The Impact of Behavioral Health Services on Hospital Outcomes

The Impact of Behavioral Health Services on Hospital Outcomes

The healthcare industry has undergone tremendous change over the past couple of decades. Healthcare reform, changing reimbursement models, and increased competition have forced hospitals and health systems to rethink how they deliver care. Many are now looking at behavioral health as a way to improve outcomes while also reducing costs.

What are Behavioral Health Services?

Behavioral health services encompass mental health care, substance abuse treatment, and overall efforts to help people adopt healthy behaviors. These services can be administered on an inpatient or outpatient basis. They include psychotherapy, counseling, group therapy, medication management, and more.

Some hospitals and health systems have their own behavioral health departments. Others partner with outside mental health management companies like Horizon Health that provide everything from staffing to program development and management. Regardless of how they are delivered, behavioral health services are becoming a bigger component of healthcare.

Why the Increased Interest in Behavioral Health?

There are a few key reasons why hospitals and health systems are more interested in behavioral health today:

Prevalence of Behavioral Health Issues

According to the National Alliance on Mental Illness (NAMI), 1 in 5 American adults experience mental illness during any given year. The most common conditions include anxiety, mood disorders, attention deficit disorders, and substance abuse disorders. With so many Americans affected, there is increased demand for behavioral health services.

Impact on Physical Health

Research shows that behavioral health has a direct impact on physical health. For example, people with untreated depression have a 40% higher risk of developing cardiovascular disease. They also have higher risks for diabetes and stroke. Managing behavioral health helps minimize risks of various physical health problems.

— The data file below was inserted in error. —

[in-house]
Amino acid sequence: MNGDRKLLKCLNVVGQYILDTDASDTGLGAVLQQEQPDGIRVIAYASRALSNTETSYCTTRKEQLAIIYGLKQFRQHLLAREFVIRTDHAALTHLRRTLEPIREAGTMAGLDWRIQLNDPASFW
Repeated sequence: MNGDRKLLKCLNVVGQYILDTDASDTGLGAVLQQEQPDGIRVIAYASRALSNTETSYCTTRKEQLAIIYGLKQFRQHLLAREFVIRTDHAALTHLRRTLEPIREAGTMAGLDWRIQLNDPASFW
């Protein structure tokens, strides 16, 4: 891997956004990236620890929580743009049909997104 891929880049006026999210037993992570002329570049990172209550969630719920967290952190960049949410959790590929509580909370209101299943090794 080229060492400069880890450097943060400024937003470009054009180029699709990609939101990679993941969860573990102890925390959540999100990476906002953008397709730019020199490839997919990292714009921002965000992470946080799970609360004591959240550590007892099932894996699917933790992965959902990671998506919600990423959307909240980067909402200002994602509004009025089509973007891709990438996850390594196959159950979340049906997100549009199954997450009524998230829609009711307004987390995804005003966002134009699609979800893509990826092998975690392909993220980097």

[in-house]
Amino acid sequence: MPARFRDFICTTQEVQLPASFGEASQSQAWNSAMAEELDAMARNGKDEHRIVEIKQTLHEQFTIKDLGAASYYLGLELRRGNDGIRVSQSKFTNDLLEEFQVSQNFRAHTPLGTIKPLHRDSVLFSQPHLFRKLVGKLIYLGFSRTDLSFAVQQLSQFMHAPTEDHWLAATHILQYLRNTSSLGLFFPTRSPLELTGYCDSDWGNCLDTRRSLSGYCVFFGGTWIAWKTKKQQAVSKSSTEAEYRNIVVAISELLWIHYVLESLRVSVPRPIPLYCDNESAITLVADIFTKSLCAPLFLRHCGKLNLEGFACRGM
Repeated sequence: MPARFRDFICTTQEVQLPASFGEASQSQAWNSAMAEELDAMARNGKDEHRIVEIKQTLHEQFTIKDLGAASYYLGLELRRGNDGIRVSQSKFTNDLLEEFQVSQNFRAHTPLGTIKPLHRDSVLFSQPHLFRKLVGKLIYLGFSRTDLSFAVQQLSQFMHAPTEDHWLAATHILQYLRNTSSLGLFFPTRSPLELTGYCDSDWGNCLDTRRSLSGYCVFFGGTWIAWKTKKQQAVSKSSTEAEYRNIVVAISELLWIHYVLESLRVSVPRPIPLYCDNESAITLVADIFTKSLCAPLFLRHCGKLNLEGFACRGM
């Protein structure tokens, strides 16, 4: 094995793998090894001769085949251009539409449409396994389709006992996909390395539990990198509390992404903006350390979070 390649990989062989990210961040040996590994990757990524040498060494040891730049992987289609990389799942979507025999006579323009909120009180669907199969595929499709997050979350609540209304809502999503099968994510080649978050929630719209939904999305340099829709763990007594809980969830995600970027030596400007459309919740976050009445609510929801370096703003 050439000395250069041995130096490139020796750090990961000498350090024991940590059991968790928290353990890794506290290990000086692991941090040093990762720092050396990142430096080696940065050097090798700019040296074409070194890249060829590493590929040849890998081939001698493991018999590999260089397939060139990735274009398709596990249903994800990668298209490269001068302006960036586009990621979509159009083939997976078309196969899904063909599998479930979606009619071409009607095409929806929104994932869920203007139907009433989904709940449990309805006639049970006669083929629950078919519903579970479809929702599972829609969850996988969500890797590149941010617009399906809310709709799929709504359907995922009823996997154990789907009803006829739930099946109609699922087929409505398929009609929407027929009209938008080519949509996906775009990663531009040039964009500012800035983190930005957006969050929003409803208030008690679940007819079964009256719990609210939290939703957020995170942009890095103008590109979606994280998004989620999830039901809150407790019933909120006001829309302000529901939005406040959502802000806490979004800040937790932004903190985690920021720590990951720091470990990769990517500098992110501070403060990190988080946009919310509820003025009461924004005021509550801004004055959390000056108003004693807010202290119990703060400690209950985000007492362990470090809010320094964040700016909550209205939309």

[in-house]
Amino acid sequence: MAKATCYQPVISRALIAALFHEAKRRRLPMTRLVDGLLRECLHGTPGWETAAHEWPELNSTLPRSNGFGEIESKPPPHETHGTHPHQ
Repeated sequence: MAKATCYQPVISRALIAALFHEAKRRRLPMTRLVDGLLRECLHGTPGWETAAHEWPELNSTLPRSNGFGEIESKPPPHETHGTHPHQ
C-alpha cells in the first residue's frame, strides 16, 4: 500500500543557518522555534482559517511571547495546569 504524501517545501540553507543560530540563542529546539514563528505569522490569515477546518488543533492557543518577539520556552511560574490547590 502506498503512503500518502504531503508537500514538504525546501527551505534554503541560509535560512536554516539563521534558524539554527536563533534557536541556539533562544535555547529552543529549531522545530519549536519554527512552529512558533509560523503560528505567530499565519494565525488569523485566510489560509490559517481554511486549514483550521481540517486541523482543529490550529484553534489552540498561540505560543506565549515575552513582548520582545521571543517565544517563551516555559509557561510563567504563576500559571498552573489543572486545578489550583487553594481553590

High Costs

On average, adults with untreated mental health disorders incur healthcare costs that are 75% to 200% higher than adults without those disorders. They are also much more likely to have repeat hospitalizations. Treating behavioral health helps reduce costs over the long term.

Government Reimbursement Models

Medicare reimbursement models are evolving to tie payments to quality of care and costs. Under programs like Medicare’s Hospital Readmissions Reduction Program, hospitals with high rates of repeat admissions are penalized. Managing behavioral health helps reduce readmissions.

How Behavioral Health Services Impact Hospital Outcomes

With increased demand for behavioral health services, more hospitals have incorporated them into care models. Research shows that doing so positively impacts key hospital outcomes:

Reduced Readmissions

Studies show that incorporating behavioral health services significantly reduces hospital readmissions. Patients get the mental health support they need after being discharged, making them less likely to return prematurely.

Shorter Lengths of Stay

Managing behavioral health also helps reduce lengths of stay in hospitals. Patients who receive behavioral health interventions and coping strategies tend to feel well enough to be discharged sooner.

Lower Costs

With reduced readmissions, shorter stays, and fewer inpatient days, behavioral health services have been shown to lower costs substantially.

Better Patient Satisfaction

Healthcare is shifting toward patient-centered models of care. Behavioral health services align perfectly with that shift. Patients appreciate having their mental health needs addressed. They also feel better prepared to care for themselves after discharge.

Improved Care Quality

Perhaps most importantly, behavioral health services improve overall care quality for hospitals. They allow for earlier identification and intervention with behavioral health issues. Patients get help managing conditions that could otherwise complicate care.


Between regulatory requirements, value-based care, and consumer demand, the healthcare industry continues to evolve. As part of that evolution, behavioral health management is becoming a more prominent component of quality care. Hospitals and health systems that don’t yet offer behavioral health services should strongly consider it.

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